Ratings Key

= Excellent. The best the genre has to offer.
1/2 = Very Good. Perhaps not "perfect," but undoubtedly a must-see.
★★★ = Good. Accomplishes what it sets out to do and does it well.
★★1/2 = Fair. Clearly flawed and nothing spectacular, but competently made. OK entertainment.
★★ = Mediocre. Either highly uneven or by-the-numbers and uninspired.
1/2 = Bad. Very little to recommend.
= Very Bad. An absolute chore to sit through.
NO STARS! = Abysmal. Unwatchable dreck that isn't even bad-movie amusing.
SBIG = So Bad It's Good. Technically awful movies with massive entertainment value.

Monday, November 3, 2008

Theatre of Blood (1973)

...aka: Much Ado About Murder

Directed by:
Douglas Hickox

Egotistical Shakespearean actor Edward Lionheart (Vincent Price) has dedicated his life to various adaptations of the Bards works, with no awards and little recognition from the stuffy theater critic’s circle. With help from his dedicated daughter Edwina (Diana Rigg) he devises a plot to get revenge. By donning various disguises, the two lure the critics into a web of death with the works of Shakespeare used as the blueprint for revenge. Othello, Macbeth, Richard III, Titus Andronicus and others are tipped on their heels, for the very literate and incredibly (for the time) gory killings. The all-star supporting cast does a great job (particularly Rigg and Robert Morley as a effete snob with twin pet poodles), but this is Price's show all the way, and he delivers a brilliantly layered, funny and malicious performance that takes an entire career of acting in similar, more serious movies to be able to pull off. Just wait until you see him disguised as a flamboyant hairdresser, complete with afro! The engaging premise and witty dialogue come courtesy Anthony Greville-Bell's clever screenplay. Still, there is something ever-so-slightly off about the tone of this one (it's a bit too far on the snide and mean-spirited side to be as much fun as it could be) that keeps it from greatness.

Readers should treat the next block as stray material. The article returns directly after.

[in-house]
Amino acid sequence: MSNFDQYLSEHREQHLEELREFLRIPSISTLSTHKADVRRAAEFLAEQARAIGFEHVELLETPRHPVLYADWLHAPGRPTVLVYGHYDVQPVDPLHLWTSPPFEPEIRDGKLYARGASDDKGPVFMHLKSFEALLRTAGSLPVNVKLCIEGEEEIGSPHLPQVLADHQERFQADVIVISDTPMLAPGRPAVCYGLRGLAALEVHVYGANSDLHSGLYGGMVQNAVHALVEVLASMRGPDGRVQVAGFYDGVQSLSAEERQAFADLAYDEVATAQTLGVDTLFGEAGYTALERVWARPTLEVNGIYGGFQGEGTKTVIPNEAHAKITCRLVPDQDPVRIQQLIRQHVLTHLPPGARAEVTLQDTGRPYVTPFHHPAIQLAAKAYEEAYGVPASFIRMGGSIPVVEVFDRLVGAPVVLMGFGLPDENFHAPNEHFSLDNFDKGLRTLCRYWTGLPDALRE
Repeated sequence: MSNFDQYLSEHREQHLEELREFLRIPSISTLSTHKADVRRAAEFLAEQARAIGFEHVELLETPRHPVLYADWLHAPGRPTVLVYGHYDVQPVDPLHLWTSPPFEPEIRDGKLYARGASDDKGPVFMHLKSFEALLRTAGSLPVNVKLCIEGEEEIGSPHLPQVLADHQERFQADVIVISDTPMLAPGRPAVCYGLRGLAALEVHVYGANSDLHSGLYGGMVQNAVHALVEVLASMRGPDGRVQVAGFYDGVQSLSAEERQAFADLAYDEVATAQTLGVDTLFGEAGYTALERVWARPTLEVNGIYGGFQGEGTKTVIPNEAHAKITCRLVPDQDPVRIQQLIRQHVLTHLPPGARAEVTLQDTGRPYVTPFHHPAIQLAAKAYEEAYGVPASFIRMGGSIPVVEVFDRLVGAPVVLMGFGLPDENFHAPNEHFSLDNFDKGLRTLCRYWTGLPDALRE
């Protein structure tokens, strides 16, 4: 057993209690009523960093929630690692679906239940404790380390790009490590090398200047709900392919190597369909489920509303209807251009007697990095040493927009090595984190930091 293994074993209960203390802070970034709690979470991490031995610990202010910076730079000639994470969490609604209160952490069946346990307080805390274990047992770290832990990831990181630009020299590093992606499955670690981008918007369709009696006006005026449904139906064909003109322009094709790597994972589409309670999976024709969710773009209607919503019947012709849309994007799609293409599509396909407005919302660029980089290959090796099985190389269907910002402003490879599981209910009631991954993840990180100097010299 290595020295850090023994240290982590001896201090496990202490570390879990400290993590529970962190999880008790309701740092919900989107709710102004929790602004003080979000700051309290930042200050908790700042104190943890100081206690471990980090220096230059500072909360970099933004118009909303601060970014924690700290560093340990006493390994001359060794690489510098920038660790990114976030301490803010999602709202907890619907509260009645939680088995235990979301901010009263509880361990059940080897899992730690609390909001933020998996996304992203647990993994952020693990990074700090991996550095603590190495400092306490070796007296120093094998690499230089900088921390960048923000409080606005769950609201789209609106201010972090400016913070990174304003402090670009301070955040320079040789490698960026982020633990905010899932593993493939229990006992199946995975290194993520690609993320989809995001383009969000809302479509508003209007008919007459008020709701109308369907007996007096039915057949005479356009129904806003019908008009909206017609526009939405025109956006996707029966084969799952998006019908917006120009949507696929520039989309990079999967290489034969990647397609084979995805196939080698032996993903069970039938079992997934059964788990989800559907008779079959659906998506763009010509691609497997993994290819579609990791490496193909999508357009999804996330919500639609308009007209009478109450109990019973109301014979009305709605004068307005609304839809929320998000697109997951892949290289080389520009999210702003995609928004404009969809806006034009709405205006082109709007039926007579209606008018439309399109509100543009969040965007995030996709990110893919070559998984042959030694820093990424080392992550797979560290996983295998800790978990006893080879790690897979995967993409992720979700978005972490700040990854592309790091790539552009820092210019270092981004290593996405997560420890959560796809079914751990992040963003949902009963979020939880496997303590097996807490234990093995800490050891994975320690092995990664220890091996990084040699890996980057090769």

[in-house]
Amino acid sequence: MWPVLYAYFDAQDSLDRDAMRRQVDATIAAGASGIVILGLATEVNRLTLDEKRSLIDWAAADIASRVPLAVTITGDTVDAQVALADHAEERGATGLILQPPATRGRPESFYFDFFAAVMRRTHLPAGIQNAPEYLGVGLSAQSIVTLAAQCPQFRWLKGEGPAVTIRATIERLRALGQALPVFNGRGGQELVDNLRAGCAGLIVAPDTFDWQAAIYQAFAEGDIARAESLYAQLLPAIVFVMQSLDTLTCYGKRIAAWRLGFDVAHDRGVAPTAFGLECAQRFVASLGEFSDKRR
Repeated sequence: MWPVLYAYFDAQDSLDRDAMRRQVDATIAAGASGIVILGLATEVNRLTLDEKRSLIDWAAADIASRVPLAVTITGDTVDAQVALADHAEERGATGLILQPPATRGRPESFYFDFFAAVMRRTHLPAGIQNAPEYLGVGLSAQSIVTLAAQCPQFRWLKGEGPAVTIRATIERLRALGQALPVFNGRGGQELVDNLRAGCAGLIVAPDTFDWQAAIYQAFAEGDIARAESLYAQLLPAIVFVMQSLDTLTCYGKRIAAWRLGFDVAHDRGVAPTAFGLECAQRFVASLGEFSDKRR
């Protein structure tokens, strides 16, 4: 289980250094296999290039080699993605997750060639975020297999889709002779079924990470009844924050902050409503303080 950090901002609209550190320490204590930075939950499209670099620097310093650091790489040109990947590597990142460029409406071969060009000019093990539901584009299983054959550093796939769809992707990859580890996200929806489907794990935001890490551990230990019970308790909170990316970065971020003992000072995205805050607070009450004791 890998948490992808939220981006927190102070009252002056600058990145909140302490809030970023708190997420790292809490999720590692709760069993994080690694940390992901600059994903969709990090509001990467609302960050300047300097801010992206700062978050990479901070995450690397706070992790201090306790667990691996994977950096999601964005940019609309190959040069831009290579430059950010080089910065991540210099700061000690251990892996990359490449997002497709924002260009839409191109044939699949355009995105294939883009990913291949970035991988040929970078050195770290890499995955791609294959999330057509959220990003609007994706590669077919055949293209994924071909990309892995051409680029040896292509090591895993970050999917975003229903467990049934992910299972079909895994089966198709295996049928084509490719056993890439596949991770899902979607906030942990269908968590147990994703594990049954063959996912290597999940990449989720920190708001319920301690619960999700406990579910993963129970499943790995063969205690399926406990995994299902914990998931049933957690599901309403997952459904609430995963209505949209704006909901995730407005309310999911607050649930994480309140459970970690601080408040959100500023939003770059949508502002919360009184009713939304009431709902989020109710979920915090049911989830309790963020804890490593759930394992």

The top-notch supporting cast includes Ian Hendry, Harry Andrews, Coral Browne (who would marry Price the following year), Milo O'Shea as an inspector, Jack Hawkins, Michael Hordern, Dennis Price, Arthur Lowe, Madeline Smith, Diana Dors, Renee Asherson and the voice of Charles Gray.



Anonymous said...

The great man's finest role. this review is a little churlish

Anonymous said...

The great man's finest role. this review is a little churlish

The Bloody Pit of Horror said...

Definitely one of his best! I plan on writing a longer review for this one soon so this will eventually get deleted.

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